Building Peace after the Revolution: William Spratts and Old Gate Mansion – Digital Farmington Blog
12/21/2017
Building Peace after the Revolution: William Spratts and Old Gate Mansion – Digital Farmington Blog

Building Peace after the Revolution: William Spratts and Old Gate Mansion – Digital Farmington Blog

Building Peace after the Revolution: William Spratts and Old Gate Mansion December 20, 2017December 16, 2017 Author: Teresa Lewis Figure 1 Cowles House, built 1780-1782. Picture taken 1942, Courtesy of the Smithsonian Institute. Today, many historians are attempting to revise Connecticut’s revo....

Digital Farmington's cover photo
12/17/2017

Digital Farmington's cover photo

10/01/2017

Stanley-Whitman House Celebrates Renovated Gallery Opening

FARMINGTON — The Stanley-Whitman House museum of Early American history will unveil a newly renovated gallery focusing on the remarkable life and culture of Colonial Farmington during an open house from 1 to 2:30 p.m. Sunday, Oct. 1.

The open house will feature refreshments and a children's workshop creating silhouettes led by local artist Nancy Conlan. Museum Executive Director Lisa Johnson says the gallery profiles residents of early Farmington, as well as historic events taking place as early as 400 years ago.

Featured are the voices and images of 11 Farmington residents portrayed by museum educators filmed by videographer Alyson Grisham of Southington.

Among other rare historical items highlighted in the gallery are a rare hand-colored lithograph of Cinque, leader of the Mendi Africans, and a sword procured by Fisher Gay, a young merchant who served General George Washington in the early days of the American Revolution.

The museum complex at 37 High St. also includes a modern classroom, collection storage, research library, and galleries. The landscape features period gardens, an orchard and heritage stone walls.House tours are $7 for adults; $4 for children ages 5-18; and $5 for seniors over the age of 63. Visit www.stanleywhitman.org or 860-677-9222 for more information.

A lovely autumn evening in a charming village…dinner in a beautiful private home…hors d’oeuvres and desserts in stunning...
09/19/2017
The Farmington Table: A Moveable Feast (October 14, 2017 Set for Popular Fall Fundraising Event) – Digital Farmington Blog

A lovely autumn evening in a charming village…dinner in a beautiful private home…hors d’oeuvres and desserts in stunning village houses….This year’s elegant progressive dinner fundraising event promises an experience to remember. Reservation only. Reserve your tickets now, as seats are limited.

The Farmington Table: A Moveable Feast (October 14, 2017 Set for Popular Fall Fundraising Event)September 19, 2017A lovely autumn evening in a charming village…dinner in a beautiful private home…hors d’oeuvres and desserts in stunning village houses….This year’s elegant progressive dinner fundraisin...

05/04/2017

Infrared Scanning of Memento Mori Cemetery
On Thursday, May 4, from 10 am until approximately 2:30 pm, retired state srchaeologist Nick Bellantonind a team will conduct a procedure to scan "unoccupied" areas of ancient Memento Mori cemetery to ascertain whether burials exist in those areas. The investigation is part of an effort to determine if there was a separate area for the burial of slaves. Join us at any time while the team is at work. Park at the Barney Library and walk to the cemetery or park on a cross-street and cross Main Street (very carefully). No parking is allowed on the cemetery portion of Main Street.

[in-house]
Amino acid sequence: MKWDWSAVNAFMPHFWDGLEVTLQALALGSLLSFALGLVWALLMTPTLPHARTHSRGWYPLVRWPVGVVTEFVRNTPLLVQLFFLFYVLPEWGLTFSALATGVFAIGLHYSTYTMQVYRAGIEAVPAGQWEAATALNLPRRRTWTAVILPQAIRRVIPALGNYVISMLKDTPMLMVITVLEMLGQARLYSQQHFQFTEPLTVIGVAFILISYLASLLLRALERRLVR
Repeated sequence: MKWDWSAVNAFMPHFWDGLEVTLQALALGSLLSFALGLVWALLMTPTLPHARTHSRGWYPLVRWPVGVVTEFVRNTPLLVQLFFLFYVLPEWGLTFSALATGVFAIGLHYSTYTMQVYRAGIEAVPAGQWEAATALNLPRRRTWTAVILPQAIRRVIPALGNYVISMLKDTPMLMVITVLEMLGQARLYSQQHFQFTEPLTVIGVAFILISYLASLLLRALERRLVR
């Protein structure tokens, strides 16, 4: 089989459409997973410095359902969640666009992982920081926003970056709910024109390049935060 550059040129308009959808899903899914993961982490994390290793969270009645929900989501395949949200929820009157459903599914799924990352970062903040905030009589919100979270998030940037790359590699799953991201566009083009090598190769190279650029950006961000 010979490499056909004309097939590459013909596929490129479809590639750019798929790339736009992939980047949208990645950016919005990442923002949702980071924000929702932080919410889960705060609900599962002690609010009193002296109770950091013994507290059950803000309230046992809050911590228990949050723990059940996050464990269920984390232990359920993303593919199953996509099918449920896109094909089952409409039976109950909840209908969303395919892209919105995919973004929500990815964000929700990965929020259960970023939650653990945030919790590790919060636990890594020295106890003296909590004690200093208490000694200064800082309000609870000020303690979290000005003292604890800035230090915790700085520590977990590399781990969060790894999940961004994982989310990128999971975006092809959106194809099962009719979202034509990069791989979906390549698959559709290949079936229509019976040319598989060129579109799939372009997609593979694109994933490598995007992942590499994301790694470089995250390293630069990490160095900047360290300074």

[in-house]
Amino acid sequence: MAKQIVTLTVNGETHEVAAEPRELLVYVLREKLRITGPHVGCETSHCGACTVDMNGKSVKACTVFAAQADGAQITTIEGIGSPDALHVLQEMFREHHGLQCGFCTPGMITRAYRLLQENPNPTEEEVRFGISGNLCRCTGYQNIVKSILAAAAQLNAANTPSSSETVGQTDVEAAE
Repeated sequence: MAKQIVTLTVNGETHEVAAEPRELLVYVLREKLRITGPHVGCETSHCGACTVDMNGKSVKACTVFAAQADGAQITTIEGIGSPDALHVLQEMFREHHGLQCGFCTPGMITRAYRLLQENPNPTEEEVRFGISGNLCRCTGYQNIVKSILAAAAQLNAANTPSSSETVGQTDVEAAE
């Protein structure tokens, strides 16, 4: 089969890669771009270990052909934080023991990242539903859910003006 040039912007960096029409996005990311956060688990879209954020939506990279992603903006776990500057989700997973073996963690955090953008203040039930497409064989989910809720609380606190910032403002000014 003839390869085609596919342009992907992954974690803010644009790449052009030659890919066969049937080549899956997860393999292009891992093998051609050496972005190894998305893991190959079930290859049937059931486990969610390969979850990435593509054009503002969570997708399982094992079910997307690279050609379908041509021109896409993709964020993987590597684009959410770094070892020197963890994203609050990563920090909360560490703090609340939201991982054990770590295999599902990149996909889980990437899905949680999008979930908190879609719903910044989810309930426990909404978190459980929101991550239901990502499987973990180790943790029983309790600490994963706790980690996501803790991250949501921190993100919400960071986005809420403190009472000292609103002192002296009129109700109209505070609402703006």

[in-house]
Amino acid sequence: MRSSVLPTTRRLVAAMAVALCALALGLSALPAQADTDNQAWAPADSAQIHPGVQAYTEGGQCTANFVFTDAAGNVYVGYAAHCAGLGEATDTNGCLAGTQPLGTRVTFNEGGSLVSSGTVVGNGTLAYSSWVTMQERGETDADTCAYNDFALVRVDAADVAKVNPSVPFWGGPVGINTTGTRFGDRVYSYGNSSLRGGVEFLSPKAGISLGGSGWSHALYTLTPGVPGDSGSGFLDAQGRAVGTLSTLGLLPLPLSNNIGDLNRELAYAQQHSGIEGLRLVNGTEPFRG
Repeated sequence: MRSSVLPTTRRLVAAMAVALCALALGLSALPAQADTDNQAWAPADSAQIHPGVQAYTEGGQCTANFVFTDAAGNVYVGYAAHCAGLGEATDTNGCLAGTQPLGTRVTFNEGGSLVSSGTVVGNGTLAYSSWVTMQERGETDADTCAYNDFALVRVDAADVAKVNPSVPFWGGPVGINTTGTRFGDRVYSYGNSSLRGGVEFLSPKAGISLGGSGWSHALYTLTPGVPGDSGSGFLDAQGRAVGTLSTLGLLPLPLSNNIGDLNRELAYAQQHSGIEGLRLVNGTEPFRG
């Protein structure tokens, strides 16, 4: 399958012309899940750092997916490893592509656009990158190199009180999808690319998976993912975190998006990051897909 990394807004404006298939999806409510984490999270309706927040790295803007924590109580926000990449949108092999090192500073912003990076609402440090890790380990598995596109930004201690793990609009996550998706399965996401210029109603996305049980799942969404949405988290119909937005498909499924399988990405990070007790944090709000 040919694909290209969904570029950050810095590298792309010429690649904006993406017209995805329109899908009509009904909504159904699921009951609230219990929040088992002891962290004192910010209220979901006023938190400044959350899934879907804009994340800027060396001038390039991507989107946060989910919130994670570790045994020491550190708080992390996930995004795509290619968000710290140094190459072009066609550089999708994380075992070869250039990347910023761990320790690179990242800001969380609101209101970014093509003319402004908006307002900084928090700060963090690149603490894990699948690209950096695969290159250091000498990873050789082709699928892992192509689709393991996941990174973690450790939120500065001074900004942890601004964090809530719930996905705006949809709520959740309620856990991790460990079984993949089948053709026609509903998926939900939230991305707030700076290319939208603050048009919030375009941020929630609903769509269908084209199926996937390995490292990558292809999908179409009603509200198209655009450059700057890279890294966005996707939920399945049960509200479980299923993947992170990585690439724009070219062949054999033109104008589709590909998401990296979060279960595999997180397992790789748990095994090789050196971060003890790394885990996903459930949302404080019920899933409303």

Avon Historical Society invites the public to an OPEN HOUSE on Sunday, November 20 at the historic Derrin Farm House to ...
11/10/2016

Avon Historical Society invites the public to an OPEN HOUSE
on Sunday, November 20 at the historic Derrin Farm House
to view mitigation since fire in May

The Avon Historical Society invites the public to view the mitigation work done on the historic Derrin Farm House, 249 West Avon Road, on Sunday, November 20 from 1:00 – 4:00pm. Since an accidental fire occurred in May of this year, American Integrity Restoration LLC (AIR) of Glastonbury, CT has been working on the demolition, mitigation and some repairs and restoration of a select group of artifacts. Work by AIR began on August 15th and is completed today, November 4th.
According to Society president Terri Wilson, “the Board of Trustees is pleased to open its doors to the public to view the outstanding work done by AIR and to touch and feel the new and the old. Staff from AIR will be present to answer questions and show off their workmanship. As many have said, this old house has “good bones” and was able to be saved thanks in large part to the efforts of the four volunteer fire departments that responded very quickly to the fire. We are now in the unique position to have the public view it before additional work is done and the restored artifacts are returned. And we invite residents to share their thoughts on future use of the house.”
Selected artifacts such as some of the furniture, implements, framed pictures, kitchen items, beds, etc., were restored back to their original condition whenever possible. Some were completely covered in soot and needed gentle cleaning while others needed much more attention. For example, an early 20th century Hoosier cabinet donated by the Thompson family farm in Avon sustained strong smoke and soot damage and its cabinet windows blown out. AIR was able to have it restored to its pre-fire condition.
Prior to the work by AIR, the Trustees of the Society spent ten weeks working with experts on the necessary steps toward adaptive reuse to put the structure back to its pre-fire condition. This included an environmental review to ascertain the presence of any asbestos and lead, a full inventory and documentation of the damage, including the artifacts inside and interviewing restoration companies and carpenters to determine what needs to be done to restore the building to pre-loss condition. The four rooms that suffered the most damage have been gutted and restored while others were cleaned of the soot and smoke damage. According to AIR, this process required the use of dry ice to remove debris and ozone treatments for odor removal.